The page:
Alex Rodriguez vs. the Hall of Fame by Matt Carlson

Alex Rodriguez has announced that he will retire after his contract expires at the end of the 2017 season. As of the start of the 2016 season, he has 14 All Star Game appearances, 10 Silver Sluggers, 3 AL MVPs, lead the AL in home runs 5 times, has over 3,000 hits, is only 13 home runs away from 700, and won a World Series Championship in 2009 with the New York Yankees. He also has an MLB record 25 Grand Slams. Those are some pretty excellent numbers. Does this mean he’ll be a shoo in for the Hall of Fame?

The short answer is no.

The long answer­ well – here’s a few reasons why.

Reason #1: The steroids

Yes, this is very much an easy target to hit when discussing Alex Rodriguez’s career. Another sad reminder of the time that ruined baseball for a lot of fans. It was bad enough when he initially admitted that he used them during his time with the Texas Rangers due to “overwhelming pressure”. However, a few years later he was actually caught! This time there was no forgiveness, and he was suspended for the entirety of the 2014 season, burying his reputation even further with an industrial strength drill.

Reason #2: His mega contracts

Yes I know some people will argue that he earned the contract by performing well through some of the years.  To which I say, it’s one thing to earn your money. It’s another when your teams suck as a result of all the wasted cap space. No, I will not be bringing up his failed trade to Boston that was the union’s fault and everybody knows it. Alex Rodriguez has had multiple contracts throughout his career that have taken up cap space. This would be one thing if it made a difference. Spoiler alert, it did not. It’s one thing to bring in fans to have a spectacle be put on, and it’s another to win championships. Alex Rodriguez often failed to carry his teams on his own, which leads me into my next point.

Reason #3: His tenure with the Texas Rangers

Rodriguez_New_Hat

After six seasons with the Seattle Mariners, Alex Rodriguez signed the richest contract in baseball history at the time with the Texas Rangers. Three losing seasons later, he wanted out, and eventually ran into the arms of George Steinbrenner and the New York Yankees. The dream was over. Alex Rodriguez getting traded to the Yankees was a total slap in the face to every Rangers fan.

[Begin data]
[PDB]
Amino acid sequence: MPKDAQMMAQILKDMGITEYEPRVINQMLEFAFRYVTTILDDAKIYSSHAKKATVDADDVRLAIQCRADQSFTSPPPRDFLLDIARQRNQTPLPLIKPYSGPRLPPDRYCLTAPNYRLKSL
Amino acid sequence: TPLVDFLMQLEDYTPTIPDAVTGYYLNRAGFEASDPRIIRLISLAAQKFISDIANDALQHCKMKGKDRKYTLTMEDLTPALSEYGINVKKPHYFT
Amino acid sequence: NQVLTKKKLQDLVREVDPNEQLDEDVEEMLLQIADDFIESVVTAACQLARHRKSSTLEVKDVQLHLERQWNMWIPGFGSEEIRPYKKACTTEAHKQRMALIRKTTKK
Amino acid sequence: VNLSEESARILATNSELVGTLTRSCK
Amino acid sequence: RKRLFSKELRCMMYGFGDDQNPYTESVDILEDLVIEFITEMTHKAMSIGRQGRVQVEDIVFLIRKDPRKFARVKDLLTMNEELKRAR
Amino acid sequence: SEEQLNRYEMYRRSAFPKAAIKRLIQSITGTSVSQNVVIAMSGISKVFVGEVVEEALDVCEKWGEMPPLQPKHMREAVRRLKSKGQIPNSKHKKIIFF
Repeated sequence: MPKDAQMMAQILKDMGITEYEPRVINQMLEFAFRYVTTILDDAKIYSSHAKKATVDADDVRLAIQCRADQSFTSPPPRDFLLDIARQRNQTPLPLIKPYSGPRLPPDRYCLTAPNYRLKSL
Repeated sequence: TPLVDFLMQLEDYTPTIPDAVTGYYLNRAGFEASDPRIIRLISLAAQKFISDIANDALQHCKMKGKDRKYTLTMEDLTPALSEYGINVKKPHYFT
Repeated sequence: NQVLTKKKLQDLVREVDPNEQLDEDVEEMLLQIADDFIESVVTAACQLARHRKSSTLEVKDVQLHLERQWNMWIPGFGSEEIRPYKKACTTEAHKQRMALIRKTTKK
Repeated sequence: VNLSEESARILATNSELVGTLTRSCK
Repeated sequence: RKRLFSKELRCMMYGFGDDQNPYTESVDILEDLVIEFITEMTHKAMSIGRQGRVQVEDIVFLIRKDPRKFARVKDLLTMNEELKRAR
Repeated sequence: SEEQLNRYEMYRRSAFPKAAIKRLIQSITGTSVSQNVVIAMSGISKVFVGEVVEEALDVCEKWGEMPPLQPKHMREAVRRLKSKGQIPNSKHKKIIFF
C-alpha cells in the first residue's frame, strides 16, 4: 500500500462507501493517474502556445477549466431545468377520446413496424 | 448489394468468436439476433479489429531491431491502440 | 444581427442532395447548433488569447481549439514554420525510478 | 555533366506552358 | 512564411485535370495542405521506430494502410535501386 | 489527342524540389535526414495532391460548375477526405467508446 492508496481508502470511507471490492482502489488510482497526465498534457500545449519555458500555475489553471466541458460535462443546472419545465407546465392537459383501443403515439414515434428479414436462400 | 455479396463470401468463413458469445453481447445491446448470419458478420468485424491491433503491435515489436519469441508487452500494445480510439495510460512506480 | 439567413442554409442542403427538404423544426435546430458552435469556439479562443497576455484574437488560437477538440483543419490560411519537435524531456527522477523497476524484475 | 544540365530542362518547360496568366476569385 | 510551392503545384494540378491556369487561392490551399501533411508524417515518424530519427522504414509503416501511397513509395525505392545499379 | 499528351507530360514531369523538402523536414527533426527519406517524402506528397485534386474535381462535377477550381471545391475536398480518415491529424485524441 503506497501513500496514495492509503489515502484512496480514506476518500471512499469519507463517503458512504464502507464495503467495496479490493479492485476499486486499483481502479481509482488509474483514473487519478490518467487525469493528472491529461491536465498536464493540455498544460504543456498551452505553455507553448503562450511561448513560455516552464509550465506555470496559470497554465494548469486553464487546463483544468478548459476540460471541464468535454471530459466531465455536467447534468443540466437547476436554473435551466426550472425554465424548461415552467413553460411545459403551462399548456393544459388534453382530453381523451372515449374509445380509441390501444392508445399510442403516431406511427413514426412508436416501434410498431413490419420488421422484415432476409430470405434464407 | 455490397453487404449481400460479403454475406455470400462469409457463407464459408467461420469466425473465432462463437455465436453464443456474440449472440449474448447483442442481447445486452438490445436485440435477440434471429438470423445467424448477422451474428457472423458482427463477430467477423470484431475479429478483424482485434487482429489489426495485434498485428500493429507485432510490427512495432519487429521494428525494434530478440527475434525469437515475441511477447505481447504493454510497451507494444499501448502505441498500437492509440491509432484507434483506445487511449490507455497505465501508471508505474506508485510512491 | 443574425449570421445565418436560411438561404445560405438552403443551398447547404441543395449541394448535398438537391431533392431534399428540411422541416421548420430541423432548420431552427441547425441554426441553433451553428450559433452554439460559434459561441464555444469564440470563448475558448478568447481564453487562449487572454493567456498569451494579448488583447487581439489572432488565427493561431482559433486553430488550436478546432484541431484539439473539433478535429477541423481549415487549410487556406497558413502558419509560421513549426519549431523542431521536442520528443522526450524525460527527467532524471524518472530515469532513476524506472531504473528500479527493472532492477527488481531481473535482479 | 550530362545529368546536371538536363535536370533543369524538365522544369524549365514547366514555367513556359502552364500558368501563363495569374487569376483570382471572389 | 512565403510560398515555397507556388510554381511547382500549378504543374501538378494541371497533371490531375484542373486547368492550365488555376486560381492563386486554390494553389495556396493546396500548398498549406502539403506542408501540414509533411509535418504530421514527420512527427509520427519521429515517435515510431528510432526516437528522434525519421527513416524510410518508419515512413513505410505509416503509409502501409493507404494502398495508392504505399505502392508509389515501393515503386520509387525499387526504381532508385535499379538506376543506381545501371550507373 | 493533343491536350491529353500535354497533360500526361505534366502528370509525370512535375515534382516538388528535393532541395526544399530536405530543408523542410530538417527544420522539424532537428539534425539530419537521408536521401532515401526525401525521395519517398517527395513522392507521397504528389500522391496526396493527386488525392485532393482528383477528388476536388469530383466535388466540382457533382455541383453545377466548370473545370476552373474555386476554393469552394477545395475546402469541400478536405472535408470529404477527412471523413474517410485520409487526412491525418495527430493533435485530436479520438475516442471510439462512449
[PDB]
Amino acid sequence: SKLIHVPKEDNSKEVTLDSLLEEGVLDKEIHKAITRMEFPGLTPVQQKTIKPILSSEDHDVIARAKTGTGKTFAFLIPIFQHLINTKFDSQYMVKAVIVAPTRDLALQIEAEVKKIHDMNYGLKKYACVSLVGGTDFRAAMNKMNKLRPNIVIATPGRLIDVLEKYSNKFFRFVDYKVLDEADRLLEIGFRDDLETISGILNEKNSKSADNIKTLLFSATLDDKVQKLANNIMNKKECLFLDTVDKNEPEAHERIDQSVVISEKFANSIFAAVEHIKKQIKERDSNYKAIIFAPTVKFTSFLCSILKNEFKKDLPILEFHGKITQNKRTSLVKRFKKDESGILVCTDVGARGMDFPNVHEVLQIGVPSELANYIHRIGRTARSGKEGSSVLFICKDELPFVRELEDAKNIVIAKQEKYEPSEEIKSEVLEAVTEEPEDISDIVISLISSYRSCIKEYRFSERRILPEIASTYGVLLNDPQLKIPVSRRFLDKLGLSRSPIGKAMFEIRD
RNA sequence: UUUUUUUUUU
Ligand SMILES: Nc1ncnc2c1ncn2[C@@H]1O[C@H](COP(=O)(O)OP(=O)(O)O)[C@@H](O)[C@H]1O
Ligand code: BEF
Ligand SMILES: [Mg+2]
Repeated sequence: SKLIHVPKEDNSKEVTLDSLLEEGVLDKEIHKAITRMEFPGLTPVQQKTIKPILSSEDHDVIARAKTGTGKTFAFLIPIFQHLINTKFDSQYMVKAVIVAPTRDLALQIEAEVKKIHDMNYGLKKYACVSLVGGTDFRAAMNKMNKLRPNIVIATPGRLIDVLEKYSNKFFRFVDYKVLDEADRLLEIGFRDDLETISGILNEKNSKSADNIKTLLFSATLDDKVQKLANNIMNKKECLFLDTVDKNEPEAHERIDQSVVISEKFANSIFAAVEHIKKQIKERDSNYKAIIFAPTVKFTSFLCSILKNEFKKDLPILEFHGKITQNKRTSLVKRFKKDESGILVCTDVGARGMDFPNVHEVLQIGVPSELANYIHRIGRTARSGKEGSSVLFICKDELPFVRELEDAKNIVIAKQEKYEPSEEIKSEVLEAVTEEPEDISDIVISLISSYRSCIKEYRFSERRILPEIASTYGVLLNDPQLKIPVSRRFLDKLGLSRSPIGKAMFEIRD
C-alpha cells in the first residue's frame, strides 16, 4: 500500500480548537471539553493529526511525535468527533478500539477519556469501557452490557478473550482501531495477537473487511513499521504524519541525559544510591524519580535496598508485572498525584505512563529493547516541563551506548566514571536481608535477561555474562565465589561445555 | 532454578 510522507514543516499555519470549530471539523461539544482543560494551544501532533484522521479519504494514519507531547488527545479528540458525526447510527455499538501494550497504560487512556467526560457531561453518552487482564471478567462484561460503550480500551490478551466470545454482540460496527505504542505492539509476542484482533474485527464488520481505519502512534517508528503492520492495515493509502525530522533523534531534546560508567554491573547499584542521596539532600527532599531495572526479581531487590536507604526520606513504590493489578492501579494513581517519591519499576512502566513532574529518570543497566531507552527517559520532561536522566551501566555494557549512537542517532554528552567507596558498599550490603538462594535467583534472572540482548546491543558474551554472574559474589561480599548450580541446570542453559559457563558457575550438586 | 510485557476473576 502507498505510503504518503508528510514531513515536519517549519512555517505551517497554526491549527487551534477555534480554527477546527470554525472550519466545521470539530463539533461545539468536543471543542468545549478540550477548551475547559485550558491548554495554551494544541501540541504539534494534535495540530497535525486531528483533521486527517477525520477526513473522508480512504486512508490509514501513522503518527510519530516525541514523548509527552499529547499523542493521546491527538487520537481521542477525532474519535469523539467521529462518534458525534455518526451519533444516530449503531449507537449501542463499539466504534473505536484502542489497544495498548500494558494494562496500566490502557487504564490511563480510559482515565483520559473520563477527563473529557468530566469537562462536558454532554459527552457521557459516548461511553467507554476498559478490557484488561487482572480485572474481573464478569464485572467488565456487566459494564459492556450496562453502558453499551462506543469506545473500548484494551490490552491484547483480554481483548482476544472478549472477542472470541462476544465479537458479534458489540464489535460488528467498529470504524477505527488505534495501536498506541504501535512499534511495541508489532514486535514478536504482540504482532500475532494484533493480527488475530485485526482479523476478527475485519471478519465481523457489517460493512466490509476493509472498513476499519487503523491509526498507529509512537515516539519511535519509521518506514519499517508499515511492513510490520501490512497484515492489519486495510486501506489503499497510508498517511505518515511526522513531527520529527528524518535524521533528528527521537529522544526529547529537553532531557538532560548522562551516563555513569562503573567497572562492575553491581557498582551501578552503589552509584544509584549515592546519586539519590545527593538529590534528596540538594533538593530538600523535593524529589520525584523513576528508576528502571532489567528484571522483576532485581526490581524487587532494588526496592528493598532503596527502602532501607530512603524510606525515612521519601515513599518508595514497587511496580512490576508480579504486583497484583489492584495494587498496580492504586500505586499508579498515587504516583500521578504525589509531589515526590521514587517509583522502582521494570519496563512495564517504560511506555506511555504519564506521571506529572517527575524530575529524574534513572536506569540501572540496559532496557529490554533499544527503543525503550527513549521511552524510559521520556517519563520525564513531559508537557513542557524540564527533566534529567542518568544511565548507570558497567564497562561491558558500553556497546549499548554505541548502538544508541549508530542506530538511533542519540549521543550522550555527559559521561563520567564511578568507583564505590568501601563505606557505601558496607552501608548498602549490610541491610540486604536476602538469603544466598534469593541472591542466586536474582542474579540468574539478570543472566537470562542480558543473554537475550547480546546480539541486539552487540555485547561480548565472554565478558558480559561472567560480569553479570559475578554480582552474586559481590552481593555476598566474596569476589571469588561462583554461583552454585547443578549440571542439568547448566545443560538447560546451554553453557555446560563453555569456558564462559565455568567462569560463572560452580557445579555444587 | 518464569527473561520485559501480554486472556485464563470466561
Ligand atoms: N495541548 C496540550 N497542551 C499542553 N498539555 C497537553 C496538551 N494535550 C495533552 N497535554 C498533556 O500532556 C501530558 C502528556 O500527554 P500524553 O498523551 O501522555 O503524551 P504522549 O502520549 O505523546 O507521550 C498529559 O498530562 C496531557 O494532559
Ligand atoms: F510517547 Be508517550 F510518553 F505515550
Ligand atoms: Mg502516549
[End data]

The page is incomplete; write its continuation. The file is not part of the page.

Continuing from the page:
Reason #4: The glove slap

a-rod-slap1

Yes, the infamous slap in Game 6 of the 2004 ALCS. For those who need a refresher, here’s what happened. It was the Bottom of the 8th, Derek Jeter was on second base, and yours truly Mr. Alex Rodriguez was in the batter’s box. He hits a slow grounder that was picked up by Bronson Arroyo. As Arroyo runs to tag him out, instead of taking the out like a man, Rodriguez proceeds to knock the ball out of Arroyo’s glove. After a quick review, the umpires realized that yes in fact, Rodriguez did interfere­ and called him out. Subsequently, he freaked out­ saying that it was his “running motion”, and Yankees fans only enabled him by then tossing garbage on to the field. Stay classy New York, you guys really have it tough.

Reason #5: His peers have not made it

Barry Bonds, Sammy Sosa, Mark McGwire, and Roger Clemens. All four have had controversies with steroids preventing their entry into the Hall of Fame. What would make A­Rod any different? And as mentioned, unlike those four, Rodriguez was actually caught again after he initially admitted and apologized. That is a new low.

Conclusion

In short, unless Hall of Fame voters can overlook the quitting mentality, classless actions in the postseason, and also elect Bonds, Sosa, McGwire, and Clemens to the Hall of Fame, A­Rod can pretty much say “See ya” to his chances of getting into the Hall of Fame.

white-sox-yankees-baseball

 

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